In the first part of this series we explored the #metoo movement and its effect on labor and employment laws. We discussed a few laws that have been enacted recently in California and today I want to continue where we left off.
Being that the #metoo movement ostensibly began with the allegations against Hollywood mogul Harvey Weinstein, it is fitting that a law has been put into place that deals specifically with the entertainment industry. AB 2338 requires a talent agency to provide educational materials on sexual harassment, prevention, and retaliation. It also requires agencies to provide information regarding nutrition and eating disorders to their artists. If the artist is a minor then the material must be provided to their legal guardian.
Talent agencies are considered standard employers and as such must adhere to the state’s basic labor laws as it pertains to their employees: labor posters, safe working environments, minimum wage requirements; the whole nine yards. However, they also are subject to licensure by the State of California because of the way they represent artists that may not necessarily be their employees. Prior to the issuance or renewal of their license, the agency must confirm with the commissioner that is has provided, and will continue to provide, the materials listed above.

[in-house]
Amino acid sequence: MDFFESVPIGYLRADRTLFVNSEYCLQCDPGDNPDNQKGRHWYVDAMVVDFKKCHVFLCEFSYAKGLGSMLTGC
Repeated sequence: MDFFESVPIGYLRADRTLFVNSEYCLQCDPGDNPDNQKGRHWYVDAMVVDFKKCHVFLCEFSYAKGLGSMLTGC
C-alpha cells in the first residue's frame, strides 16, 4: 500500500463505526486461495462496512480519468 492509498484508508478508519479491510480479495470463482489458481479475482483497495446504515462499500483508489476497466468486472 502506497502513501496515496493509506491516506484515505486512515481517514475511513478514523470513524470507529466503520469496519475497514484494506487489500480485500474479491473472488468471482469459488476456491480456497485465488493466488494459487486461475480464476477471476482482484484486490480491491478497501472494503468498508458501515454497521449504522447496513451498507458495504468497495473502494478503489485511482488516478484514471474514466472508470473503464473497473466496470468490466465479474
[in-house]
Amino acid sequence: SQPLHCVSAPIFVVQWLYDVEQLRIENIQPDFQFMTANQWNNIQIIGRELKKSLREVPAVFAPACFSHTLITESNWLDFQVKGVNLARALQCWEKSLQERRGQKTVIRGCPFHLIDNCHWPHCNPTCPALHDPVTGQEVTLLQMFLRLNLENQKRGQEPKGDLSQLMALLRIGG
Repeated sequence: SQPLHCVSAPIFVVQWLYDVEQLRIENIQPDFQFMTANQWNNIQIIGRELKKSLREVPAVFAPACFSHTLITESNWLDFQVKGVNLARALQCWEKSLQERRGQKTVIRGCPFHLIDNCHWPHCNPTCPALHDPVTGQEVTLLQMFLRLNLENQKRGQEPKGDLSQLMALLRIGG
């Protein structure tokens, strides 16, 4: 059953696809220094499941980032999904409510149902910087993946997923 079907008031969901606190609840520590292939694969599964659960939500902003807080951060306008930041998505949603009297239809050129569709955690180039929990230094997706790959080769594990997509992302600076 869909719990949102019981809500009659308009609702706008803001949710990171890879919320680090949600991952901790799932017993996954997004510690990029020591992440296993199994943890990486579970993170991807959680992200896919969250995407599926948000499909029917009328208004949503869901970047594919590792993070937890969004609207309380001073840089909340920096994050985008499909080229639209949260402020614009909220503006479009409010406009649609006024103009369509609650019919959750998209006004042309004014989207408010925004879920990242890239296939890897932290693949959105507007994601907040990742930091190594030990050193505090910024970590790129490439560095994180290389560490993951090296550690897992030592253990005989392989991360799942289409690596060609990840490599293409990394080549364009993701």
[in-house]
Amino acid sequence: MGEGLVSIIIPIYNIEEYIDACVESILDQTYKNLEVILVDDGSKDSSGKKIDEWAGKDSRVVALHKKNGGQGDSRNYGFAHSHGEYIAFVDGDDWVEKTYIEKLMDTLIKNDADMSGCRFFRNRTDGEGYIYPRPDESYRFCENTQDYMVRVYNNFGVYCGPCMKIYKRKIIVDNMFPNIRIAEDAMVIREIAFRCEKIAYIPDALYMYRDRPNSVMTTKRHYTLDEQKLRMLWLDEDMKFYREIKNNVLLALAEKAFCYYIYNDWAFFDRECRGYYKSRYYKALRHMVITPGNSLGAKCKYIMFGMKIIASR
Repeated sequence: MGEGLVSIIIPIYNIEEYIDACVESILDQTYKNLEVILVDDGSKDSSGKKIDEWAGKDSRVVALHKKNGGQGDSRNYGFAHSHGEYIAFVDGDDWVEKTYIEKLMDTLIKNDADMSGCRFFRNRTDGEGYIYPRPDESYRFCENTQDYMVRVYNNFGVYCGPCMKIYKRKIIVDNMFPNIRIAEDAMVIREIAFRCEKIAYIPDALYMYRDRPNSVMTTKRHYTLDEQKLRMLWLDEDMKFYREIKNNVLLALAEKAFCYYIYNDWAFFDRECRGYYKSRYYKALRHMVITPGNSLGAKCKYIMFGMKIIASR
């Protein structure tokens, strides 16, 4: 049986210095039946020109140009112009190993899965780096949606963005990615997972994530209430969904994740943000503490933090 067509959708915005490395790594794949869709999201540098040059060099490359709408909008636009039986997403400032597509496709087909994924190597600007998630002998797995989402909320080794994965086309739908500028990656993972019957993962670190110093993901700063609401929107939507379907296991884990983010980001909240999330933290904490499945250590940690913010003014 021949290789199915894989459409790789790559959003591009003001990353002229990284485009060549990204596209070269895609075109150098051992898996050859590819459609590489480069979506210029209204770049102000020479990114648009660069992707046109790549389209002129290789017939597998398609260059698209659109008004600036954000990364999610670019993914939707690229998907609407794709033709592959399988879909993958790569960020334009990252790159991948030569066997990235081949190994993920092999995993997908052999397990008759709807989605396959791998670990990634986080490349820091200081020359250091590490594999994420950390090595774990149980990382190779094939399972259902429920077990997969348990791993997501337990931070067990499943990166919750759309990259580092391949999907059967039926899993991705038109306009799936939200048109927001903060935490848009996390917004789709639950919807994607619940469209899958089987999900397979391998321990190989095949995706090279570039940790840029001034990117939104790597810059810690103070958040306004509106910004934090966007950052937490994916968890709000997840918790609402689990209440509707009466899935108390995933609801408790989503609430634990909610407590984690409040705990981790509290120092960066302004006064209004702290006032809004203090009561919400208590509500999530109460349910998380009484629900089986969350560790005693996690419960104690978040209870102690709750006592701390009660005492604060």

SB 1300 is a little more far reaching with quite a few provisions that may be familiar to California employers. The DFEH (Department of Fair Employment and Housing) already administers and enforces many discrimination laws, including the mandatory “California Law Prohibits workplace Discrimination and Harassment” poster but it’s worth familiarizing yourself with how SB 1300 amends those practices and laws:
- It is unlawful to “exchange for a raise or bonus, or as a condition of employment or continued employment” a requirement that the employee sign a release of claim or right.
- A prevailing defendant (employer) is prohibited from being awarded their legal costs unless it can be proved that the suit was frivolous, unreasonable, or groundless when brought.
- The bill prohibits non-disparagement or other agreements that would “deny the employee the right to disclose information about unlawful acts in the workplace, including, but not limited to, sexual harassment.”
(To be Continued)